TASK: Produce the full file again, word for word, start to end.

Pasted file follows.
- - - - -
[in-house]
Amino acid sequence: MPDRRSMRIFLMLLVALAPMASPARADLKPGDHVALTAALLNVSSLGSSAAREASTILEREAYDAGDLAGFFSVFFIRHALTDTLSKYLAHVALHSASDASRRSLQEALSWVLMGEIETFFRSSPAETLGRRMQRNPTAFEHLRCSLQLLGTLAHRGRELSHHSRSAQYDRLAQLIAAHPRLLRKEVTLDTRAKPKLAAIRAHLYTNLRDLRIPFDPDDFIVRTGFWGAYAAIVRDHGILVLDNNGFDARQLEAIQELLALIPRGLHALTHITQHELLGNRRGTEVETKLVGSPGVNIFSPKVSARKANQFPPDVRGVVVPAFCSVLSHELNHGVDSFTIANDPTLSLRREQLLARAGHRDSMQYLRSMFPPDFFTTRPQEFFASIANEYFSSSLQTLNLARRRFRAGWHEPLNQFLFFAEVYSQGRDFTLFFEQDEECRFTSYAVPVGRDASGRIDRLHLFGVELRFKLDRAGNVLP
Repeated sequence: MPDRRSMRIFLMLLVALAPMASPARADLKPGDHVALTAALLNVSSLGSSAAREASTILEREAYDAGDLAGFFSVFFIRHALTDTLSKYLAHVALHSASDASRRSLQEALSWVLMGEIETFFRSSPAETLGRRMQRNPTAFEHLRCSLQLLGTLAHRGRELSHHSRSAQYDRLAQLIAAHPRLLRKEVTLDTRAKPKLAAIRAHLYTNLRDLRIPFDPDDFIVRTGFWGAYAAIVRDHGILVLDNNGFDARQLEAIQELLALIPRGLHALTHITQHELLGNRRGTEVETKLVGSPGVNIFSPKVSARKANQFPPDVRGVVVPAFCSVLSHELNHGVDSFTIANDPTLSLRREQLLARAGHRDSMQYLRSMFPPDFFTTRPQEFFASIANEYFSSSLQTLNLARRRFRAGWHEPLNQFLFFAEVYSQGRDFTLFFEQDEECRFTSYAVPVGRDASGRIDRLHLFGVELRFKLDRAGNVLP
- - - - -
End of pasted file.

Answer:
[in-house]
Amino acid sequence: MPDRRSMRIFLMLLVALAPMASPARADLKPGDHVALTAALLNVSSLGSSAAREASTILEREAYDAGDLAGFFSVFFIRHALTDTLSKYLAHVALHSASDASRRSLQEALSWVLMGEIETFFRSSPAETLGRRMQRNPTAFEHLRCSLQLLGTLAHRGRELSHHSRSAQYDRLAQLIAAHPRLLRKEVTLDTRAKPKLAAIRAHLYTNLRDLRIPFDPDDFIVRTGFWGAYAAIVRDHGILVLDNNGFDARQLEAIQELLALIPRGLHALTHITQHELLGNRRGTEVETKLVGSPGVNIFSPKVSARKANQFPPDVRGVVVPAFCSVLSHELNHGVDSFTIANDPTLSLRREQLLARAGHRDSMQYLRSMFPPDFFTTRPQEFFASIANEYFSSSLQTLNLARRRFRAGWHEPLNQFLFFAEVYSQGRDFTLFFEQDEECRFTSYAVPVGRDASGRIDRLHLFGVELRFKLDRAGNVLP
Repeated sequence: MPDRRSMRIFLMLLVALAPMASPARADLKPGDHVALTAALLNVSSLGSSAAREASTILEREAYDAGDLAGFFSVFFIRHALTDTLSKYLAHVALHSASDASRRSLQEALSWVLMGEIETFFRSSPAETLGRRMQRNPTAFEHLRCSLQLLGTLAHRGRELSHHSRSAQYDRLAQLIAAHPRLLRKEVTLDTRAKPKLAAIRAHLYTNLRDLRIPFDPDDFIVRTGFWGAYAAIVRDHGILVLDNNGFDARQLEAIQELLALIPRGLHALTHITQHELLGNRRGTEVETKLVGSPGVNIFSPKVSARKANQFPPDVRGVVVPAFCSVLSHELNHGVDSFTIANDPTLSLRREQLLARAGHRDSMQYLRSMFPPDFFTTRPQEFFASIANEYFSSSLQTLNLARRRFRAGWHEPLNQFLFFAEVYSQGRDFTLFFEQDEECRFTSYAVPVGRDASGRIDRLHLFGVELRFKLDRAGNVLP